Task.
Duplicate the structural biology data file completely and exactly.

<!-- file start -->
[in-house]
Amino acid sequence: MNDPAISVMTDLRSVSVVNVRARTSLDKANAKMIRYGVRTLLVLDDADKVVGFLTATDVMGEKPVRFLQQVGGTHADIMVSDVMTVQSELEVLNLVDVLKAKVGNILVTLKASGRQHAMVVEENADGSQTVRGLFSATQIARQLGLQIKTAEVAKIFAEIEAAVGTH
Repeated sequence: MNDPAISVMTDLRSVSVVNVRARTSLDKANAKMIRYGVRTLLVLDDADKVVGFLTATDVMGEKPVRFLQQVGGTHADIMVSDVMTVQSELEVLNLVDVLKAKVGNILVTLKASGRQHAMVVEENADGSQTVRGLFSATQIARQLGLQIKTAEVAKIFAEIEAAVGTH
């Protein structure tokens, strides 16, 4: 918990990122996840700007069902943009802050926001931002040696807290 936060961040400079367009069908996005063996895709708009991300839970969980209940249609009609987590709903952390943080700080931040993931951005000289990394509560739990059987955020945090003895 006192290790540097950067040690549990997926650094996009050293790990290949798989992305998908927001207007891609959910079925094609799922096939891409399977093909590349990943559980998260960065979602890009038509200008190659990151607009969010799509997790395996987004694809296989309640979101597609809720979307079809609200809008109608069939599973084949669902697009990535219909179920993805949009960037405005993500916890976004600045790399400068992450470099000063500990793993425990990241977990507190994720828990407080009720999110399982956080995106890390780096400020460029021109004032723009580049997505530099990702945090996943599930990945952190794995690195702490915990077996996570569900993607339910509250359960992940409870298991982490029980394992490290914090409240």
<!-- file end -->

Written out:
[in-house]
Amino acid sequence: MNDPAISVMTDLRSVSVVNVRARTSLDKANAKMIRYGVRTLLVLDDADKVVGFLTATDVMGEKPVRFLQQVGGTHADIMVSDVMTVQSELEVLNLVDVLKAKVGNILVTLKASGRQHAMVVEENADGSQTVRGLFSATQIARQLGLQIKTAEVAKIFAEIEAAVGTH
Repeated sequence: MNDPAISVMTDLRSVSVVNVRARTSLDKANAKMIRYGVRTLLVLDDADKVVGFLTATDVMGEKPVRFLQQVGGTHADIMVSDVMTVQSELEVLNLVDVLKAKVGNILVTLKASGRQHAMVVEENADGSQTVRGLFSATQIARQLGLQIKTAEVAKIFAEIEAAVGTH
């Protein structure tokens, strides 16, 4: 918990990122996840700007069902943009802050926001931002040696807290 936060961040400079367009069908996005063996895709708009991300839970969980209940249609009609987590709903952390943080700080931040993931951005000289990394509560739990059987955020945090003895 006192290790540097950067040690549990997926650094996009050293790990290949798989992305998908927001207007891609959910079925094609799922096939891409399977093909590349990943559980998260960065979602890009038509200008190659990151607009969010799509997790395996987004694809296989309640979101597609809720979307079809609200809008109608069939599973084949669902697009990535219909179920993805949009960037405005993500916890976004600045790399400068992450470099000063500990793993425990990241977990507190994720828990407080009720999110399982956080995106890390780096400020460029021109004032723009580049997505530099990702945090996943599930990945952190794995690195702490915990077996996570569900993607339910509250359960992940409870298991982490029980394992490290914090409240």